Bruce Barton, an advertising magnate and future congressman, exemplified these antidemocratic themes in his best-selling biography of Jesus Christ, The Man Nobody Knows (1925). The son of God, Barton wrote, was actually the “founder of modern business” whose every action was designed to manipulate the masses. “Every one of the ‘principles of modern salesmanship’ on which business men so much pride themselves,” Barton concluded, “are brilliantly exemplified in Jesus’ talk and work.” Even the divine miracles he performed were “front page stories” designed to advertise his creed. Barton’s Jesus had no interest in educating people to a truer understanding of the Gospel; he simply manipulated public opinion to win as many converts as he could.
Like Barton, Bernays, and Le Bon, today’s purveyors of fake news have little faith in the power of the electorate to make wise choices; instead, as some openly admit, they seek to control the masses in order to advance their own political agendas. Evidence indicates that their strategy is working: according to one analysis, during the three months leading up to the 2016 presidential election, Americans consumed more false media content than truthful journalism. This war on truth, promoted by reckless public figures and unscrupulous media outlets alike, is so damaging to the American public sphere that Dartmouth professor Brendan Nyhan has accurately described “standing up for facts” as “a kind of patriotic act.”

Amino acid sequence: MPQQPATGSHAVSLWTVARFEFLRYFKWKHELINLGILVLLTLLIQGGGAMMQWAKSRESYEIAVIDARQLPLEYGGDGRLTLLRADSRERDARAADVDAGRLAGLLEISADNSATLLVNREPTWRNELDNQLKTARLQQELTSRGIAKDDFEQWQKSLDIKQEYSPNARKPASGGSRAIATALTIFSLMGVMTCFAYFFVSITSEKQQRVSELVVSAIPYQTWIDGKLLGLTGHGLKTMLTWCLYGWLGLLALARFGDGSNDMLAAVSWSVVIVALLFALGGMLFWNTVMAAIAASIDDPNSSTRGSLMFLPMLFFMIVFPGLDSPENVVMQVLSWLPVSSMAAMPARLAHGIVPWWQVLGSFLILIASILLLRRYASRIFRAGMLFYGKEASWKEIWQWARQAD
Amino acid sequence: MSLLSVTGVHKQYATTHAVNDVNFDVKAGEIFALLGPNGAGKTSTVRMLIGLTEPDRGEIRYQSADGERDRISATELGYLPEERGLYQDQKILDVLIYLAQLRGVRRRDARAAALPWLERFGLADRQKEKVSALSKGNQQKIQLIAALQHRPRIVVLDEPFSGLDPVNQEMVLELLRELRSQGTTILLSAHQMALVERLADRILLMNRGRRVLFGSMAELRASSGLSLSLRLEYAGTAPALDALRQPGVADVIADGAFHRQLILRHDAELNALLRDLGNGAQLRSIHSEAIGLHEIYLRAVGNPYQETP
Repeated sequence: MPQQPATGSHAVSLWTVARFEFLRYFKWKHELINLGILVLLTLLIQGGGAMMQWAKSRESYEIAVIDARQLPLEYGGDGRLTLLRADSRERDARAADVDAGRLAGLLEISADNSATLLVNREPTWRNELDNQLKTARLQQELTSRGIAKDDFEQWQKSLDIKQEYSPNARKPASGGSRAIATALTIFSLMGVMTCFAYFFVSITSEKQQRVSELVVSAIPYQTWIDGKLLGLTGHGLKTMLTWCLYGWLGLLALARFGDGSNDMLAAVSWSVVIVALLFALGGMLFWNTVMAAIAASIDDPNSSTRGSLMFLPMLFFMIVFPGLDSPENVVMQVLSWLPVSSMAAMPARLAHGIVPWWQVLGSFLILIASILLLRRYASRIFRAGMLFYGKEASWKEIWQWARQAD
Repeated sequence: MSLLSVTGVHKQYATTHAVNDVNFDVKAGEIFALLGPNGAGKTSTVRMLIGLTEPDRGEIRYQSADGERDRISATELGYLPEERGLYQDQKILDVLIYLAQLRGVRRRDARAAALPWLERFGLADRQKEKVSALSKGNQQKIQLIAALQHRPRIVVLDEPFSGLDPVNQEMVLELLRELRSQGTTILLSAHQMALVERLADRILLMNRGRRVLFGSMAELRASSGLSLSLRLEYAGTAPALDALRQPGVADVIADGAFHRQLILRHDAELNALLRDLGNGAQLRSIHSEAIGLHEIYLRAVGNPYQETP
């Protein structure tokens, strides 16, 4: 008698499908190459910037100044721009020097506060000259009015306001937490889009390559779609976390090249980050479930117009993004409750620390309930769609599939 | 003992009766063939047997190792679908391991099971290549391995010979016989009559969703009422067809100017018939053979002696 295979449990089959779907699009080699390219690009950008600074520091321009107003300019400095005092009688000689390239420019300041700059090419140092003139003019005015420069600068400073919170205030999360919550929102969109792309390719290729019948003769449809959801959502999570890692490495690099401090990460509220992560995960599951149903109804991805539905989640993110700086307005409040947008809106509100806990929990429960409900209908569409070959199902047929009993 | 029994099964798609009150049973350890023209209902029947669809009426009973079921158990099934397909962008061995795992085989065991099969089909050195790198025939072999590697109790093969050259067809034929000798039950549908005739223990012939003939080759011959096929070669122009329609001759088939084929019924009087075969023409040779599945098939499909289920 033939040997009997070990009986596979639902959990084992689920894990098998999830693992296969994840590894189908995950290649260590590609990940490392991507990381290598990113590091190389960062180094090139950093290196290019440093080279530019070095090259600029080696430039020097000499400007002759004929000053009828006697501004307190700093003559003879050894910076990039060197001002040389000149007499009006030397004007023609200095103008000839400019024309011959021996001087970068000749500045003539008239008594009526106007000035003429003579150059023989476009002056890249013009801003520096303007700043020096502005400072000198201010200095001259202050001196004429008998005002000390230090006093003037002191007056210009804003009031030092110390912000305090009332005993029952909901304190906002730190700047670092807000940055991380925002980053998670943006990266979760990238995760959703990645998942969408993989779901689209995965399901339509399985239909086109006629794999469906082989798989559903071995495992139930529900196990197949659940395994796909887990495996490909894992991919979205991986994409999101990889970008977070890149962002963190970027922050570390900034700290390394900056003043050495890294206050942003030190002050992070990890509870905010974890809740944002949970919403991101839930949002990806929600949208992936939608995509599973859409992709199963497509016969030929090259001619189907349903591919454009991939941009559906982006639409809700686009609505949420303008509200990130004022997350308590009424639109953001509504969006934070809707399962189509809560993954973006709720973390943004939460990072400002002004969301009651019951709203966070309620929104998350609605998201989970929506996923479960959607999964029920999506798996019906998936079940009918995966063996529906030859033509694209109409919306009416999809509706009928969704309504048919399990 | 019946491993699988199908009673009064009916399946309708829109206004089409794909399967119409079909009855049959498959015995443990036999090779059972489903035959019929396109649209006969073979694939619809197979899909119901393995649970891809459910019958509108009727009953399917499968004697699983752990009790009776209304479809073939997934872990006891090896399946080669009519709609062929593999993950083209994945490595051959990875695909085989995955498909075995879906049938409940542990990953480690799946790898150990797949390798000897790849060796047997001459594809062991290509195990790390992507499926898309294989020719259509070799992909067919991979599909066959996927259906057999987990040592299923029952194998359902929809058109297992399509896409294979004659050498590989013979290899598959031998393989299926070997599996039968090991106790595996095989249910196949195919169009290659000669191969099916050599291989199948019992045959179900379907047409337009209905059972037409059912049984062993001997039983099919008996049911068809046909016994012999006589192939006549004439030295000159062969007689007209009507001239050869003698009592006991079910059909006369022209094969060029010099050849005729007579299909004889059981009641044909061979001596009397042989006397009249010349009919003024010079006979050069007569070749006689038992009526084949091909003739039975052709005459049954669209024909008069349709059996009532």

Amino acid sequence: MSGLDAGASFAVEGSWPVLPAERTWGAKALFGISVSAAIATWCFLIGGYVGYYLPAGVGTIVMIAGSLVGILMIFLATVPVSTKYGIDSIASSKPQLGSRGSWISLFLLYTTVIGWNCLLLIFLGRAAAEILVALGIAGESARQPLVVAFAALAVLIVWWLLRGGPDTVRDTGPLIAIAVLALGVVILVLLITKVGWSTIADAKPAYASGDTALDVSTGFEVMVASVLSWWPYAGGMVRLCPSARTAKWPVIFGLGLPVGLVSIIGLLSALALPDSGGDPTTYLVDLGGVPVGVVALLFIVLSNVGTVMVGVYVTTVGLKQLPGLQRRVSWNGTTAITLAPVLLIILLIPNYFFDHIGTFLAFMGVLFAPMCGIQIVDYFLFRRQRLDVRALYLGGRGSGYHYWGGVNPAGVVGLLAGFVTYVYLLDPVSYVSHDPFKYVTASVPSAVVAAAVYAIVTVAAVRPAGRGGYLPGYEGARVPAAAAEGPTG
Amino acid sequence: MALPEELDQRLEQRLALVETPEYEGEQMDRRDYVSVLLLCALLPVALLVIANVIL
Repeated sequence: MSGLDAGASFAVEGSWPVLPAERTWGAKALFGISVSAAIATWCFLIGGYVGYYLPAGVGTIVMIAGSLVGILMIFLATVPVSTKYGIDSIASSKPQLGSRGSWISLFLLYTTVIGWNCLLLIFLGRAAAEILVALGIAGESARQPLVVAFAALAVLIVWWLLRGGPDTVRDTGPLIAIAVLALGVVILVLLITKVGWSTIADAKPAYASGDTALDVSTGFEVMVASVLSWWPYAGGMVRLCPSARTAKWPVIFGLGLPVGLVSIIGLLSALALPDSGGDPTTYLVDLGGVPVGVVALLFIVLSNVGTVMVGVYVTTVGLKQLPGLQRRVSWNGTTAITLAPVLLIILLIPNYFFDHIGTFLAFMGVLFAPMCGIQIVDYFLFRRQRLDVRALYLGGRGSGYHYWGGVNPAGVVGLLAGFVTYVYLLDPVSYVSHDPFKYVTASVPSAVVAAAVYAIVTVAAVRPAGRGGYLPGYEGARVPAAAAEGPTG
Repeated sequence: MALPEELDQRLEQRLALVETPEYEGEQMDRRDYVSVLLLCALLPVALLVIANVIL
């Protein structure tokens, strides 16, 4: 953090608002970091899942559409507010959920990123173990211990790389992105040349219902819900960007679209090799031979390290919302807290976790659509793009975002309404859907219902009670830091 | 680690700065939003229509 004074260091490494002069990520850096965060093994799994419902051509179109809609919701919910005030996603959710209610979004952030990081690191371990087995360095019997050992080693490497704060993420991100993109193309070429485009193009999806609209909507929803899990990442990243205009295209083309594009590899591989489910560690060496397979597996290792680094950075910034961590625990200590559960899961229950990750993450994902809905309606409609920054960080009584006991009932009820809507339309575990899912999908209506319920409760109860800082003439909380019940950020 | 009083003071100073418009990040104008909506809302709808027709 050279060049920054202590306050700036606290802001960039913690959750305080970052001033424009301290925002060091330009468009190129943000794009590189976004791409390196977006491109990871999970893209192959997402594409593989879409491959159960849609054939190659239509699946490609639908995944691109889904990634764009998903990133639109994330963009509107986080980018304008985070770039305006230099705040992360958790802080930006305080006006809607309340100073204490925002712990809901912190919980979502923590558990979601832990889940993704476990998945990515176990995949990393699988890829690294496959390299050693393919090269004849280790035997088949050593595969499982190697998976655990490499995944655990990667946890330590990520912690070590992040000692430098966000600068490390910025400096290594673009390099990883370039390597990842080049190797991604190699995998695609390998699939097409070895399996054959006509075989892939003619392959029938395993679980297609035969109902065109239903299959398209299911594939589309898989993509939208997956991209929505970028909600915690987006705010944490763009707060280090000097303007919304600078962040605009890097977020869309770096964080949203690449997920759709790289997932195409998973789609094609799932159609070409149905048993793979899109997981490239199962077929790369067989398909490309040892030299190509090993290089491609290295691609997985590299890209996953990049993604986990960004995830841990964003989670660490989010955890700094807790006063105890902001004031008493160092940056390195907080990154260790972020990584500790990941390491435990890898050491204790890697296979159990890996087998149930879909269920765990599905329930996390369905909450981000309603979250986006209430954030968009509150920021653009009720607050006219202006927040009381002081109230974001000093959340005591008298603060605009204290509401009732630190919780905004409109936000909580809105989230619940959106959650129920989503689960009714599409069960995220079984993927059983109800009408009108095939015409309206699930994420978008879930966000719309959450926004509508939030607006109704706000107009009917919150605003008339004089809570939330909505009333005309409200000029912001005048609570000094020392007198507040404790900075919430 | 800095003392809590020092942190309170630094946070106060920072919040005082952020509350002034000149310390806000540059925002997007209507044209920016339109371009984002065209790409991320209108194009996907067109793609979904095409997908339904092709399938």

Just as it was a century ago, fake news is an issue not of partisanship but of democracy. Knowingly providing Americans with “alternative facts” implies more than just a desire to win elections at all costs; it requires an abiding contempt for the public deliberation that lies at the heart of a free society. Americans should demand truthful information from journalists and politicians not just because fact-based analysis is the foundation of good governance. They should do so because telling voters the truth is how our leaders demonstrate respect for democracy itself.